7. The device of claim 4 wherein the means for measuring said electromagnetic radiation is provided with sensors having directionality so as to reduce the influence of ambient electromagnetic noise arriving at said sensors from directions other than that of said engine emission source.

This invention uses low frequency electromagnetic emissions rather than the previous techniques of vibration analysis alone or simply waiting for functional failure. This method does not require the detection device to be inserted in the combustion exhaust stream. Its signal is not corrupted by atmospheric constituents between the emission source and the sensor. And its sensor is not sensitive to interfering light or dust. The novelty of this invention is the use of the very low frequencies of ions and ion-laden particulate in the exhaust stream to measure the output of ions from structural and blade materials.


The failure of turbine blades and combustion cans is a substantial hazard to aircraft and power plants. Even when the engine does not fail catastrophically, the breach of a can wall or the loss of a blade tip can produce costly damage. There are few consistent indications of failure because neither the cans nor the turbine blades can be instrumented effectively.

Vibration measurement techniques require that enough of a rotating element be lost to cause a significant imbalance. In most cases this indication shows failure only after propagating damage has already occurred. For the failure of a combustion can, there is little indication in the vibration signature. Burn-through is detected when the fire is consuming much of the engine.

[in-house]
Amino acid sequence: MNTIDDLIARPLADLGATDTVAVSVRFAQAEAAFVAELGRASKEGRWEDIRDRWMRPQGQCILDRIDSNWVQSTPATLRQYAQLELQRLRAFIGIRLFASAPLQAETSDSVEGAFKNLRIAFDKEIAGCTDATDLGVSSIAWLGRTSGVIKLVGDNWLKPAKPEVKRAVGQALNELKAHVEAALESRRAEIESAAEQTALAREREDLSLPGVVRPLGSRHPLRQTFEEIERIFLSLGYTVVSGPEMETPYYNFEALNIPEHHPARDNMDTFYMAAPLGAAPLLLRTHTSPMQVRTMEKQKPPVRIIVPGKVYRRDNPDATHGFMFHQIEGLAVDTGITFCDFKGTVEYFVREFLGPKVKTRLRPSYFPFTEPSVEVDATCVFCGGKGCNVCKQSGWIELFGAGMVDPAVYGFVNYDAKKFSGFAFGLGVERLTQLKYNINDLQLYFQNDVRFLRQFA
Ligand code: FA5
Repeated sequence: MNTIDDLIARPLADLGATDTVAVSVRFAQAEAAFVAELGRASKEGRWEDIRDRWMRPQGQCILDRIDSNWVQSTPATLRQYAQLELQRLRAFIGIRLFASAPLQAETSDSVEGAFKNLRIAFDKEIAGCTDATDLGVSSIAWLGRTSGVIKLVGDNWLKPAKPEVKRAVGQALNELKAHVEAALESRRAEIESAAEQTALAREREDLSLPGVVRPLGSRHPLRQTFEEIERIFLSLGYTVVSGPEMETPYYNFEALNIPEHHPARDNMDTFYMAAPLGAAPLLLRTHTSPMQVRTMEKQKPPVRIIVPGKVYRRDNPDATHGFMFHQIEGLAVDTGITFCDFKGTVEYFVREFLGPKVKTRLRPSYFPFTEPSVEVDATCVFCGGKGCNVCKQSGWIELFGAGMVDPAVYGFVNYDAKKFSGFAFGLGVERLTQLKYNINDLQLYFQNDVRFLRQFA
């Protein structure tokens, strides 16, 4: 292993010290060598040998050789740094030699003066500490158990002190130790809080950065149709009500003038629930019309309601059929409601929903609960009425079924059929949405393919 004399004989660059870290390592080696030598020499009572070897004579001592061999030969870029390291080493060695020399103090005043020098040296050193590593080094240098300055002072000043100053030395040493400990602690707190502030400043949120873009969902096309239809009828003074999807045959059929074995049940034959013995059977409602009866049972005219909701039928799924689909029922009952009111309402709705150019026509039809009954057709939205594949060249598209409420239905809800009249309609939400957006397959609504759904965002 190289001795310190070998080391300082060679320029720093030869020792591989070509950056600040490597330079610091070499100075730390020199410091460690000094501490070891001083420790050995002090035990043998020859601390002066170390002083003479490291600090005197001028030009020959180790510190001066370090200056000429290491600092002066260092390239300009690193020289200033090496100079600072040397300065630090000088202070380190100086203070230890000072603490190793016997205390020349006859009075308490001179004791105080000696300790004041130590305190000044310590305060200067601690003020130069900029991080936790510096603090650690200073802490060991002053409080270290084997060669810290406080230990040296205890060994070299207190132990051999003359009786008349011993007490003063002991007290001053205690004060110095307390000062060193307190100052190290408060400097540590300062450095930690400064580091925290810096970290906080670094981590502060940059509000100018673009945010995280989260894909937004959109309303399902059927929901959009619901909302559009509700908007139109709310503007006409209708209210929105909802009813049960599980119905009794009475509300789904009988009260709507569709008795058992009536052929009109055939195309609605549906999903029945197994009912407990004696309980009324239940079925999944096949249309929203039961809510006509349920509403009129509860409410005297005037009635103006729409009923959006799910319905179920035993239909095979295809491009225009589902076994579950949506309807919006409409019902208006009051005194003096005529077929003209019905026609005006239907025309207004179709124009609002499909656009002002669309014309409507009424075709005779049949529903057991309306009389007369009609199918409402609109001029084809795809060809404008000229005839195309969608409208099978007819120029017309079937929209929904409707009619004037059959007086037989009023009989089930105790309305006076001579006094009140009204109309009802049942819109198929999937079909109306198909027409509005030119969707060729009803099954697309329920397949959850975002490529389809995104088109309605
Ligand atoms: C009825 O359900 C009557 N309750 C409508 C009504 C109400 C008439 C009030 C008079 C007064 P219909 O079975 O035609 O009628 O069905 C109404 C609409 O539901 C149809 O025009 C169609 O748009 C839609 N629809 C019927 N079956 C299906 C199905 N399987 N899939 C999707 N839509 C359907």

Combustion can burn-through and blade rupture are often preceded by the development of small flaws, intergranular cracking and some crystalline erosion. Combustion gas does not stream evenly past these discontinuities in the surfaces and these spots have inconsistent connectivity to coolant passages. Hot spots are created at these sites. These hot spots are subject to erosion by the combustion gas. The elevated temperature at these sites is also high enough to cause more than the average number of metallic ions to boil off the site.

Similarly, when a weakened turbine blade elongates to rub against the turbine casing, a few particles of the casing or blade tip can be worn away. Once in the combustion stream, the large ratio of surface area to volume makes the particle susceptible to burning and causing additional ion boil-off.

The invention presented monitors the presence of ions of the materials that make up the combustion cans, turbine blades, and turbine casings. These ions are influenced by the earth's magnetic field to radiate an electromagnetic emission whose frequency is a function of the ratio of charge to mass. The emission can be measured with a simple antenna and radio receiver tuned to the extremely low frequency of such emissions. The mass distribution of all ionized particles in the exhaust gas stream is directly related to the spectrum of the emissions.

Ion Source